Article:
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Transition Painlessly From Paper To Evernote

Transition Painlessly From Paper To Evernote

For many people, the transition from paper-based notes, be they personal or professional, to an electronic note-taking application (such as Evernote) is a painful one. The discomfort is sometimes borne of the not-easily-dismissed stress of adopting a new approach to taking notes when an existing system has worked somewhere between sufficiently and superbly for many years and is familiar, comfortable, and reliable. And, with few exceptions, paper notes in a reliable workflow don’t end up lost or corrupted by data errors. In other cases, the discomfiture may be a result of too many available choices among solutions, and little desire to spend the money or time to investigate the options, weigh the advantages and disadvantages of each, and finally settle on an app to replace a paper system.

I’m going to suggest two solutions for avoiding this stress during the transition, and these solutions will allow you to return to a strictly paper-based note taking system any time you like without having lost anything along the way!

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Keep your paper notes

First, don’t eliminate your paper notes. They’ve served you well for years, presumably, or you wouldn’t still be using them. Continue to use them. Take notes, jot ideas, sketch designs, draw little connecting arrows to relate ideas to each other. Do whatever currently works for you, and do it on paper.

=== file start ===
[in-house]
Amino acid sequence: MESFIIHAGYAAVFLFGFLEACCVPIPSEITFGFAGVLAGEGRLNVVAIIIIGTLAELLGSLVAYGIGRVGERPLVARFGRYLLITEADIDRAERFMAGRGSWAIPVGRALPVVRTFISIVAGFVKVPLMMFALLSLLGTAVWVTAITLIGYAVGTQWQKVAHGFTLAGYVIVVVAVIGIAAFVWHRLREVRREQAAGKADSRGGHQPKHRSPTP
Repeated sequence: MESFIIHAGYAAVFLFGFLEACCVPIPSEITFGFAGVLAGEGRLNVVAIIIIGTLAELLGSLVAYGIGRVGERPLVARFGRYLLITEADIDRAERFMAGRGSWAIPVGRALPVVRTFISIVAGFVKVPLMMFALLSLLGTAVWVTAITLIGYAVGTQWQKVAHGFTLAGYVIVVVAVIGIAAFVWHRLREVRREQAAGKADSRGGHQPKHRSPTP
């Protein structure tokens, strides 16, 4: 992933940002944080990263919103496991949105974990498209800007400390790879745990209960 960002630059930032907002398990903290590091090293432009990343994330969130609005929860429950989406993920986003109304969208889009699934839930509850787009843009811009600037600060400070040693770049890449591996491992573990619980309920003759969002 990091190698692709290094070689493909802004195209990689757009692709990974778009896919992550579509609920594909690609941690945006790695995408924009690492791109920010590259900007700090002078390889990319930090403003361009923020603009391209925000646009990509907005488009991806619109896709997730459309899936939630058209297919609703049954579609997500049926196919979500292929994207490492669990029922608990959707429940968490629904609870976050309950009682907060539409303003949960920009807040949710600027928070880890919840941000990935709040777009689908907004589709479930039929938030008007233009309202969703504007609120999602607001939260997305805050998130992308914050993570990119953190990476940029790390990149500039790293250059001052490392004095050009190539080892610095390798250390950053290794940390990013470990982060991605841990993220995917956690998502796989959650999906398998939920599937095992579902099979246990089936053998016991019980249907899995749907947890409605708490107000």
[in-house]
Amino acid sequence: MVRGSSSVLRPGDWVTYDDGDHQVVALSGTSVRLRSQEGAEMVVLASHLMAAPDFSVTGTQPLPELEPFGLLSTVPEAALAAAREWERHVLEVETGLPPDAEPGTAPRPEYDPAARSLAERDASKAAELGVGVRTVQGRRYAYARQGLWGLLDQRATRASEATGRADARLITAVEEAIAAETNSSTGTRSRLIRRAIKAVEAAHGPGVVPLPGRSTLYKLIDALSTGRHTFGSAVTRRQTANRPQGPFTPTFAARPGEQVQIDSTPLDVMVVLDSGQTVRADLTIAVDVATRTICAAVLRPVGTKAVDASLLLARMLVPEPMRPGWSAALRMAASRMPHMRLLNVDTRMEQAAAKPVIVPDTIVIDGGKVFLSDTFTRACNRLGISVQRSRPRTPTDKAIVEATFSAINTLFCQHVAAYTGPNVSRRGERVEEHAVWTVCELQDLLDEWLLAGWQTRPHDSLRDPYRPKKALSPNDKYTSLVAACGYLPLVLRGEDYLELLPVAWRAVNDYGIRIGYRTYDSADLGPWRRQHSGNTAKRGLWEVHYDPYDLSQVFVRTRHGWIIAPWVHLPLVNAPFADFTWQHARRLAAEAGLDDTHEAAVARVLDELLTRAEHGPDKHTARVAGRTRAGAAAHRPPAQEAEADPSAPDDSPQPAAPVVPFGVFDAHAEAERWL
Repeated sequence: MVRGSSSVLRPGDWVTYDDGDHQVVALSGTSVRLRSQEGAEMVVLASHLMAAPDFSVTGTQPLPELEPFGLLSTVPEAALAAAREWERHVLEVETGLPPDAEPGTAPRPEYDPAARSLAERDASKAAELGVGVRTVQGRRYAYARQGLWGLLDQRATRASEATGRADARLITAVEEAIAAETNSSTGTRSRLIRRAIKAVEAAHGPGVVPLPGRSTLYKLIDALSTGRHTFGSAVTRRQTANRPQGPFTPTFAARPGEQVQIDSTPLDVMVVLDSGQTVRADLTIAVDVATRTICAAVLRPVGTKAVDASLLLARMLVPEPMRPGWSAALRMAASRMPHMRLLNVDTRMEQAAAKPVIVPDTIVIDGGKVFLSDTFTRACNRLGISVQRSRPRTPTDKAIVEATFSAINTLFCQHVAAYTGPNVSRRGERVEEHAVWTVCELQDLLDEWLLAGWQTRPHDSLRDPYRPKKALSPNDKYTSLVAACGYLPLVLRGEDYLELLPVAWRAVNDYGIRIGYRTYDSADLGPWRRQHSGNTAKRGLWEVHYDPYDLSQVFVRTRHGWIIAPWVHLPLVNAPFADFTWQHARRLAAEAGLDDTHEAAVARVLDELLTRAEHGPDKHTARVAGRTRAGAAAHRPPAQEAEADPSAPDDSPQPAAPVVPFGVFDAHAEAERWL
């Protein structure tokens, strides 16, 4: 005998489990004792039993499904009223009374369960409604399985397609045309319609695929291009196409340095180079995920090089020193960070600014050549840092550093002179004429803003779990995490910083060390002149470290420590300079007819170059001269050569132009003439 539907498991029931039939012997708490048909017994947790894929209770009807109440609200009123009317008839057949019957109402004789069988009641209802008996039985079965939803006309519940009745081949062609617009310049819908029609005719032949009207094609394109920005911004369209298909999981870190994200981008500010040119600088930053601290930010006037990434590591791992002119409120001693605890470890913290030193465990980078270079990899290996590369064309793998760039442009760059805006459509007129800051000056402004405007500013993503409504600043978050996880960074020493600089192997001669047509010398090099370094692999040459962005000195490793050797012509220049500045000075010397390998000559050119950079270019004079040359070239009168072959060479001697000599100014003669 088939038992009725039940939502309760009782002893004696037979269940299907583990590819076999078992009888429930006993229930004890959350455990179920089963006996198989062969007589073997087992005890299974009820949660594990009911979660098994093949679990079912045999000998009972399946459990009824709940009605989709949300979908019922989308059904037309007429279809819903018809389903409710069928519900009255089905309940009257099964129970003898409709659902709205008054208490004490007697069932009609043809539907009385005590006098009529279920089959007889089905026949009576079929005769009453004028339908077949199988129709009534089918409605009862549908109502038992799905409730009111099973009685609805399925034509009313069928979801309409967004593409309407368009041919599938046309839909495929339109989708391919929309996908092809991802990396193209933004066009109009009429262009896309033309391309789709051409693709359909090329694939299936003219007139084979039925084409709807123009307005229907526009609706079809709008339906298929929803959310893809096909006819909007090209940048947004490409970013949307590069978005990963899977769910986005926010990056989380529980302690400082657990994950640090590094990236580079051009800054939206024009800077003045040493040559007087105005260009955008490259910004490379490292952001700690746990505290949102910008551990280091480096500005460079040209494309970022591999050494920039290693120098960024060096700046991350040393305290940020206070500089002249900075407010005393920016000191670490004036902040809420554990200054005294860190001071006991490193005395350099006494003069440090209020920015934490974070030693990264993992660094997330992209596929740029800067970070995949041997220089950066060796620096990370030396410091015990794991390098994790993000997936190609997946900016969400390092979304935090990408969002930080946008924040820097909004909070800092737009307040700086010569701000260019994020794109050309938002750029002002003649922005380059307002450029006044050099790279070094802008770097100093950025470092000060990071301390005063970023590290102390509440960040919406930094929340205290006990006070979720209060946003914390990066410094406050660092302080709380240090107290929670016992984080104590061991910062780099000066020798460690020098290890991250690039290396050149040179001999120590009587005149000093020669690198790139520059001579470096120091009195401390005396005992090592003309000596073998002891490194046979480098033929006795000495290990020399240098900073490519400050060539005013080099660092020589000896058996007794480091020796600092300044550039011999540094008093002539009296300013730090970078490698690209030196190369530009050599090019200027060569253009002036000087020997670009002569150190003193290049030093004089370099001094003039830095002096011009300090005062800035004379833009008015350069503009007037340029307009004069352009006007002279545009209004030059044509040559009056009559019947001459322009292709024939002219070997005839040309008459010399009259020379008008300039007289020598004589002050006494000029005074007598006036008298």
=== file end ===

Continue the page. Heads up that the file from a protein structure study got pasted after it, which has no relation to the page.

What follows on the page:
If you aren’t currently tagging notes when you take them on paper, consider starting now. They aren’t searchable, of course, using an electronic system (yet), but you can quickly skim the bottom line of pages in a notepad and look for tags far quicker than you can read the titles of multiple notes.  For example, if I had been drafting ideas for this note in my Moleskine pad, I might have tagged the bottom of the page with #lifehack #evernote #paper-transition or something similar. The use of the hash mark (#) to indicate a topical tag may be unfamiiar to you if you’ve never seen Twitter posts or content streaming from Twitter to a news site. Fear not; all the # sign does is indicate a topic tag follows it. You don’t need to use the mark as long as you always write the tags in the same section of the page and only use that section for topic tags.